looking young man rolled down the window and looked at the number on
Sid's door.

' Well, I hope the son is better than his father ever was!' said
Shamim's mother getting up and smoothing the wrinkles in her shirt.

' Uncle Sikander is still not ready to hear anything negative about his
son! Can you believe that?' inquired Shamim turning around to help her
mother clean up.

Her mother smiled sadly and lovingly patted her daughter's head.

'You will understand it, my child, when you have children of your own.'

Shamim went back to the window and smiled as she saw the young man
walking towards Sid's door.

Wednesday, July 21, 2010

Father Part 2

Sid sat up with a jolt as he realized he was picturing the homecoming of
his son not his grandson!

'What is wrong with me?' he thought shaking his head vigorously as he
got out of bed.

'It isn't as easy as it used to be,' he screamed out as his joints
cracked with every move. ' But today is a special day' he said and,
pulling himself together, he waddled off to the kitchen.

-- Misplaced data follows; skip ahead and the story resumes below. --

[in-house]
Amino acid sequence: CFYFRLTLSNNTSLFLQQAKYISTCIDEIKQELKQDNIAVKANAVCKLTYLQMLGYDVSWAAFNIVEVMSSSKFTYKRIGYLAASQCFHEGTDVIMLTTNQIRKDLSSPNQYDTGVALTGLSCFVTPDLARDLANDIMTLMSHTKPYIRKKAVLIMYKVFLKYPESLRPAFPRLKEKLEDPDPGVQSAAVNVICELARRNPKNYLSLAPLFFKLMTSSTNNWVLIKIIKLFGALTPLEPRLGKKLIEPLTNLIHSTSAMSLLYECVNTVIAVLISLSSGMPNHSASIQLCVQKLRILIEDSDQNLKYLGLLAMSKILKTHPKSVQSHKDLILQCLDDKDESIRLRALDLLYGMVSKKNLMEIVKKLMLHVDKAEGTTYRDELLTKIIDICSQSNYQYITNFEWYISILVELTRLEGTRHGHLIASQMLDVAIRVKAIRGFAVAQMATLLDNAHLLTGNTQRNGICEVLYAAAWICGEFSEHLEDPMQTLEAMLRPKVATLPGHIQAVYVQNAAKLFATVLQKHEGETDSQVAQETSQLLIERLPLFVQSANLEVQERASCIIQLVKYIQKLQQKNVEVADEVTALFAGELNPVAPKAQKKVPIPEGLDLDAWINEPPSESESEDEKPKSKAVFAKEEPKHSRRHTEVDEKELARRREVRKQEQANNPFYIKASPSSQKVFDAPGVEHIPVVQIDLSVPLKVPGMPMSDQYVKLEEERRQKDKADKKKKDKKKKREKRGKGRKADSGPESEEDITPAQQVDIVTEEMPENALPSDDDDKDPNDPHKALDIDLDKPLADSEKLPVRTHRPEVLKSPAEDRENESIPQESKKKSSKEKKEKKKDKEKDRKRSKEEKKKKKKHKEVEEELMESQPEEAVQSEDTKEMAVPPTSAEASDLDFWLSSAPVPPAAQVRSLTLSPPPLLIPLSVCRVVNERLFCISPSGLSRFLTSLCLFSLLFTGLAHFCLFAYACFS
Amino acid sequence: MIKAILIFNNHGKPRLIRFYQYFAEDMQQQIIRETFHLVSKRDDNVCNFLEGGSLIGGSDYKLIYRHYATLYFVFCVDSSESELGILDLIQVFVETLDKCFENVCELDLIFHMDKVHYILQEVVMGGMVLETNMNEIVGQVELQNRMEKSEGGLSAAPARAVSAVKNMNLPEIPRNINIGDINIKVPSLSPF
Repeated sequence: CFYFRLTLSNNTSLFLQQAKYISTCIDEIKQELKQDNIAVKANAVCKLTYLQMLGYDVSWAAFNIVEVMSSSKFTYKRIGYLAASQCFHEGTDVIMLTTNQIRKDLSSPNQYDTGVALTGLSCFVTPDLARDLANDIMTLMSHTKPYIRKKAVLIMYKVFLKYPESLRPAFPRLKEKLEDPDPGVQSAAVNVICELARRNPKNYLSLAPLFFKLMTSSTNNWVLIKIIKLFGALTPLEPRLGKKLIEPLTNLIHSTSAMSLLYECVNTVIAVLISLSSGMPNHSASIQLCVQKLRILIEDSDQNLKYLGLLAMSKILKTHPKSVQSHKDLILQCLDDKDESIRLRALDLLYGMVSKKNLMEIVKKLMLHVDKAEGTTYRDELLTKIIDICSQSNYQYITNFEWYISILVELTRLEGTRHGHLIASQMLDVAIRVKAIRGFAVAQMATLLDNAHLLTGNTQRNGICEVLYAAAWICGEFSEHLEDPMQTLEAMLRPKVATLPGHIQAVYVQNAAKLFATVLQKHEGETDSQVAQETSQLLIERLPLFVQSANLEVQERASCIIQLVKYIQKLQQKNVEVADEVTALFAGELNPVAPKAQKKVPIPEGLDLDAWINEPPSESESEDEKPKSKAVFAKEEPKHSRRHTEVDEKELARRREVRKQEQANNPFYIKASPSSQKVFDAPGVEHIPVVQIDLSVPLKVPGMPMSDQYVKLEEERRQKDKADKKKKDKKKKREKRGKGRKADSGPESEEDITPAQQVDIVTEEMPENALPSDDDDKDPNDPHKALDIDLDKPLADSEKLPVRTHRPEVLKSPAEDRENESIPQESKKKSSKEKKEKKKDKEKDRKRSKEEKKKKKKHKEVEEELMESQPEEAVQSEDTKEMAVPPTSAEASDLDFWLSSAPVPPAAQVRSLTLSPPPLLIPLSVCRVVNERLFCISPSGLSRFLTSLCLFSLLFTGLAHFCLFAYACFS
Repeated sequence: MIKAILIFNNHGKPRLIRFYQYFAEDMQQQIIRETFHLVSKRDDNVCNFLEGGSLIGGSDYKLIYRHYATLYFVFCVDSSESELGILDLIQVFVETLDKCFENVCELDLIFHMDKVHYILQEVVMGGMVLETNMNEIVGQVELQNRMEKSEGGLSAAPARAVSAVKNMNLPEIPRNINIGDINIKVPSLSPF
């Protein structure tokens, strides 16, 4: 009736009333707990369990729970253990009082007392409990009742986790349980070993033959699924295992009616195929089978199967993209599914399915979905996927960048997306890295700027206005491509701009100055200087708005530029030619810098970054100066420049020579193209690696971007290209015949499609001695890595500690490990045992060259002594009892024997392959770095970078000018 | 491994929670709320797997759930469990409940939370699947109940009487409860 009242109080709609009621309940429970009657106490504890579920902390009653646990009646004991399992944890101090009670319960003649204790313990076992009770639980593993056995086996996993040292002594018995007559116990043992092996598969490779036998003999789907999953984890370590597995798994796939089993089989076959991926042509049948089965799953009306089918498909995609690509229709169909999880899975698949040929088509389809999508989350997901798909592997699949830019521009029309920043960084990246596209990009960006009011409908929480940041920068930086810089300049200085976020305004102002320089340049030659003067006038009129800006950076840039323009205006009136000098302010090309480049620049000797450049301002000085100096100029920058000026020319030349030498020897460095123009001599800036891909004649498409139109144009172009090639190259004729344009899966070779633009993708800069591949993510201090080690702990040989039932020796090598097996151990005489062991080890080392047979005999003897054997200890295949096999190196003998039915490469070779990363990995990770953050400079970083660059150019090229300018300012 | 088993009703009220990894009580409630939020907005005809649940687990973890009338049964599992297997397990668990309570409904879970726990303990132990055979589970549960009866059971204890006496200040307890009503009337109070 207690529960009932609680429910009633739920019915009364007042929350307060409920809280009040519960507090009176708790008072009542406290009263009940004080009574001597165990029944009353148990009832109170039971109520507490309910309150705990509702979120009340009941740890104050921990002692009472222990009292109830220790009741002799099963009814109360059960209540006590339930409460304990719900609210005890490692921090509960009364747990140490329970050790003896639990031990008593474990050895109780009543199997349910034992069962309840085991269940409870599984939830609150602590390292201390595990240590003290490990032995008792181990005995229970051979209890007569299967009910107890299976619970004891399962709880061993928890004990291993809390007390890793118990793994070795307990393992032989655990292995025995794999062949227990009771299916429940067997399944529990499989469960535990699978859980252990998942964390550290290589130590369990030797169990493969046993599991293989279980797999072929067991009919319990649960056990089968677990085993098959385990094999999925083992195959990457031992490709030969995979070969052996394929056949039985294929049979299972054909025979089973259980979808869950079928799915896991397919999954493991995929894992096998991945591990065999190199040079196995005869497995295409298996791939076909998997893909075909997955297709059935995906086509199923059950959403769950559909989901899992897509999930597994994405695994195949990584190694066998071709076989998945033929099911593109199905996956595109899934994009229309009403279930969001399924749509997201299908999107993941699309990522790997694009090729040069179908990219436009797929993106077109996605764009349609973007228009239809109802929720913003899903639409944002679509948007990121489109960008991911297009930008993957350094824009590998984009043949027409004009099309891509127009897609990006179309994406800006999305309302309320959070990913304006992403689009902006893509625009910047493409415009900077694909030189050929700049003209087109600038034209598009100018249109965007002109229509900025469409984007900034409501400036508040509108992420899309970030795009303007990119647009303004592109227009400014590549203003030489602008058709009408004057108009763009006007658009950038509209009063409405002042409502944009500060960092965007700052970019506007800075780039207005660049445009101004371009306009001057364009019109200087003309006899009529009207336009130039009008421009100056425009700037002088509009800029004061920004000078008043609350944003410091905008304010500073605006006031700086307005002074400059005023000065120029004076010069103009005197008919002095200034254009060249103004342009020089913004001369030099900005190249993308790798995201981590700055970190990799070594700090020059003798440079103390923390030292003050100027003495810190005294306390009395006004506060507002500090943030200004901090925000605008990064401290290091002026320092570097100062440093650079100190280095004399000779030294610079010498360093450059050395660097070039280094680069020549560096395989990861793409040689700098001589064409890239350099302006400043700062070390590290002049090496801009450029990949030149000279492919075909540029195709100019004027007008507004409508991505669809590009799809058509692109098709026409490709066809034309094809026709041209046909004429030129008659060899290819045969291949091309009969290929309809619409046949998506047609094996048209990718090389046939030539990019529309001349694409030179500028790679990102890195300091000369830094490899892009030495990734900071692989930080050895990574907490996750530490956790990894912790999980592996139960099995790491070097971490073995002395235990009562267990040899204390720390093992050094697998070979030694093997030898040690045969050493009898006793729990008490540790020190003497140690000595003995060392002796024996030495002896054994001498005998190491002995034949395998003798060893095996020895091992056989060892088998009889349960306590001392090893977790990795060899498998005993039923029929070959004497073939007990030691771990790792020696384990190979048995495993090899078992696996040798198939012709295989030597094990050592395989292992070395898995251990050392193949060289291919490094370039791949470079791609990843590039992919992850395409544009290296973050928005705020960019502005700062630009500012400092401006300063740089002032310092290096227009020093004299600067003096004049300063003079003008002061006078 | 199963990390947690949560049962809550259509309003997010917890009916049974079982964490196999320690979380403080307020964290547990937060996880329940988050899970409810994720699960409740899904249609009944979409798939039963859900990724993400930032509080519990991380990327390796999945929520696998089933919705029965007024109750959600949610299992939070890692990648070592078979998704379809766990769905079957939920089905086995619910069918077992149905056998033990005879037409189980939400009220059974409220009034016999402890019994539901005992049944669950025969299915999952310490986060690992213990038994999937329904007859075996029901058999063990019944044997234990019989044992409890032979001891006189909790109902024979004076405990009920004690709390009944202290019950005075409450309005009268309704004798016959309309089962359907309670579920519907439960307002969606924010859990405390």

At first he was surprised to see that it was clean and tidy but then he
remembered that he had done that before going to bed last night. 'nine
thirty five' said the clock in the kitchen, not much time before
Taimoor gets here. It was a good thing that he had requested Shamim,
his next-door neighbour's daughter, to bake a cake for him. He would
have to mow her lawn in return for the favour but that didn't matter as
chocolate cake was Taimoor's favourite. He set about arranging things,
in his only room, for breakfast.

The warmth of yesterday's phone call was still fresh in his heart as he
placed the plates on the table. Taimoor had called him at Shamim's
phone number, he couldn't afford a phone himself, and said that he
wanted to meet him. He still couldn't believe that his grandson wanted
to see him when his father had decided it was impossible to keep him in
the house. The house that he had built with his sweat and blood, the
house that his loving wife had decorated with her savings. They had